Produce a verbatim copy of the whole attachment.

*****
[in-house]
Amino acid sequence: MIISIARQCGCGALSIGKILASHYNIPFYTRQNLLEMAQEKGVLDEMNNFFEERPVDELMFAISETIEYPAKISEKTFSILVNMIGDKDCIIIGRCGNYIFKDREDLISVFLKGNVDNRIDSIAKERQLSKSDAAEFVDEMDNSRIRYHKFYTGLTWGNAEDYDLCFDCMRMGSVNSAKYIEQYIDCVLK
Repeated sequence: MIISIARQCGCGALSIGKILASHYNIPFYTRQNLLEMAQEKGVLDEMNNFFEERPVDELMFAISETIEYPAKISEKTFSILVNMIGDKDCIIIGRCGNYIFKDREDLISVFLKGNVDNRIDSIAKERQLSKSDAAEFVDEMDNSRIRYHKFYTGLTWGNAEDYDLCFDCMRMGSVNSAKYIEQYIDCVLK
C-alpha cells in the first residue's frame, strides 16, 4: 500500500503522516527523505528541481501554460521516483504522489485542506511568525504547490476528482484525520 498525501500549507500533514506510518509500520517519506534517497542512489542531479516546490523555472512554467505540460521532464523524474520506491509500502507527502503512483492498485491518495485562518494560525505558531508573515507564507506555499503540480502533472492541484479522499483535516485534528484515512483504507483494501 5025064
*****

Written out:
[in-house]
Amino acid sequence: MIISIARQCGCGALSIGKILASHYNIPFYTRQNLLEMAQEKGVLDEMNNFFEERPVDELMFAISETIEYPAKISEKTFSILVNMIGDKDCIIIGRCGNYIFKDREDLISVFLKGNVDNRIDSIAKERQLSKSDAAEFVDEMDNSRIRYHKFYTGLTWGNAEDYDLCFDCMRMGSVNSAKYIEQYIDCVLK
Repeated sequence: MIISIARQCGCGALSIGKILASHYNIPFYTRQNLLEMAQEKGVLDEMNNFFEERPVDELMFAISETIEYPAKISEKTFSILVNMIGDKDCIIIGRCGNYIFKDREDLISVFLKGNVDNRIDSIAKERQLSKSDAAEFVDEMDNSRIRYHKFYTGLTWGNAEDYDLCFDCMRMGSVNSAKYIEQYIDCVLK
C-alpha cells in the first residue's frame, strides 16, 4: 500500500503522516527523505528541481501554460521516483504522489485542506511568525504547490476528482484525520 498525501500549507500533514506510518509500520517519506534517497542512489542531479516546490523555472512554467505540460521532464523524474520506491509500502507527502503512483492498485491518495485562518494560525505558531508573515507564507506555499503540480502533472492541484479522499483535516485534528484515512483504507483494501 5025064